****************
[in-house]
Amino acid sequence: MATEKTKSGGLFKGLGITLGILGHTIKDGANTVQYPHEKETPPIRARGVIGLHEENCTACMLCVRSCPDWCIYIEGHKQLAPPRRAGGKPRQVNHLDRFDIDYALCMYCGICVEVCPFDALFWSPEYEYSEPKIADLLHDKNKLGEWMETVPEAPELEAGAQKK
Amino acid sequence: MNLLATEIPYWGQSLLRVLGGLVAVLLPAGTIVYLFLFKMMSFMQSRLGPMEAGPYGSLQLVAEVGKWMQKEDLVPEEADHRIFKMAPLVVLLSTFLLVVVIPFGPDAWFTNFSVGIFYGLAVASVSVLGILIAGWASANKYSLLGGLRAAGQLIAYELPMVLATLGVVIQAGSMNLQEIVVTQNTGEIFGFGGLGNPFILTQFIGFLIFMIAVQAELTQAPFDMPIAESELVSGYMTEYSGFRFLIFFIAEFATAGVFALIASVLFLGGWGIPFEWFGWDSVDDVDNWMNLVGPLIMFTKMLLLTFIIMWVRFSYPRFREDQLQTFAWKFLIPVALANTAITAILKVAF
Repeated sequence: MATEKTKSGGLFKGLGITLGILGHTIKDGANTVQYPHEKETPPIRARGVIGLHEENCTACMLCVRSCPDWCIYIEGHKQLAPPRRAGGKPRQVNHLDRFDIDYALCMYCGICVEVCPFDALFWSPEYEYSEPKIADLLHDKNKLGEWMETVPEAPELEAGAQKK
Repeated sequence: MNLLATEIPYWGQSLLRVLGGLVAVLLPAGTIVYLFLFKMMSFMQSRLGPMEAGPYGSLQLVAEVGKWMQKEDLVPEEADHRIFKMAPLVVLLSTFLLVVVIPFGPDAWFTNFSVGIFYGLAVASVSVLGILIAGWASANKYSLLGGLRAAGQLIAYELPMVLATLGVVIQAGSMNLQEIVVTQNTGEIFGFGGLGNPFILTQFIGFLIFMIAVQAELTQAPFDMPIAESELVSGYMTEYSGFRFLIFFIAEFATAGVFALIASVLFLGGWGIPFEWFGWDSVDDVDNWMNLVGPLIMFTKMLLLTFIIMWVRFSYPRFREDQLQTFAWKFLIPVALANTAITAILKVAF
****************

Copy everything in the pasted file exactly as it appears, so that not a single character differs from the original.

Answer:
[in-house]
Amino acid sequence: MATEKTKSGGLFKGLGITLGILGHTIKDGANTVQYPHEKETPPIRARGVIGLHEENCTACMLCVRSCPDWCIYIEGHKQLAPPRRAGGKPRQVNHLDRFDIDYALCMYCGICVEVCPFDALFWSPEYEYSEPKIADLLHDKNKLGEWMETVPEAPELEAGAQKK
Amino acid sequence: MNLLATEIPYWGQSLLRVLGGLVAVLLPAGTIVYLFLFKMMSFMQSRLGPMEAGPYGSLQLVAEVGKWMQKEDLVPEEADHRIFKMAPLVVLLSTFLLVVVIPFGPDAWFTNFSVGIFYGLAVASVSVLGILIAGWASANKYSLLGGLRAAGQLIAYELPMVLATLGVVIQAGSMNLQEIVVTQNTGEIFGFGGLGNPFILTQFIGFLIFMIAVQAELTQAPFDMPIAESELVSGYMTEYSGFRFLIFFIAEFATAGVFALIASVLFLGGWGIPFEWFGWDSVDDVDNWMNLVGPLIMFTKMLLLTFIIMWVRFSYPRFREDQLQTFAWKFLIPVALANTAITAILKVAF
Repeated sequence: MATEKTKSGGLFKGLGITLGILGHTIKDGANTVQYPHEKETPPIRARGVIGLHEENCTACMLCVRSCPDWCIYIEGHKQLAPPRRAGGKPRQVNHLDRFDIDYALCMYCGICVEVCPFDALFWSPEYEYSEPKIADLLHDKNKLGEWMETVPEAPELEAGAQKK
Repeated sequence: MNLLATEIPYWGQSLLRVLGGLVAVLLPAGTIVYLFLFKMMSFMQSRLGPMEAGPYGSLQLVAEVGKWMQKEDLVPEEADHRIFKMAPLVVLLSTFLLVVVIPFGPDAWFTNFSVGIFYGLAVASVSVLGILIAGWASANKYSLLGGLRAAGQLIAYELPMVLATLGVVIQAGSMNLQEIVVTQNTGEIFGFGGLGNPFILTQFIGFLIFMIAVQAELTQAPFDMPIAESELVSGYMTEYSGFRFLIFFIAEFATAGVFALIASVLFLGGWGIPFEWFGWDSVDDVDNWMNLVGPLIMFTKMLLLTFIIMWVRFSYPRFREDQLQTFAWKFLIPVALANTAITAILKVAF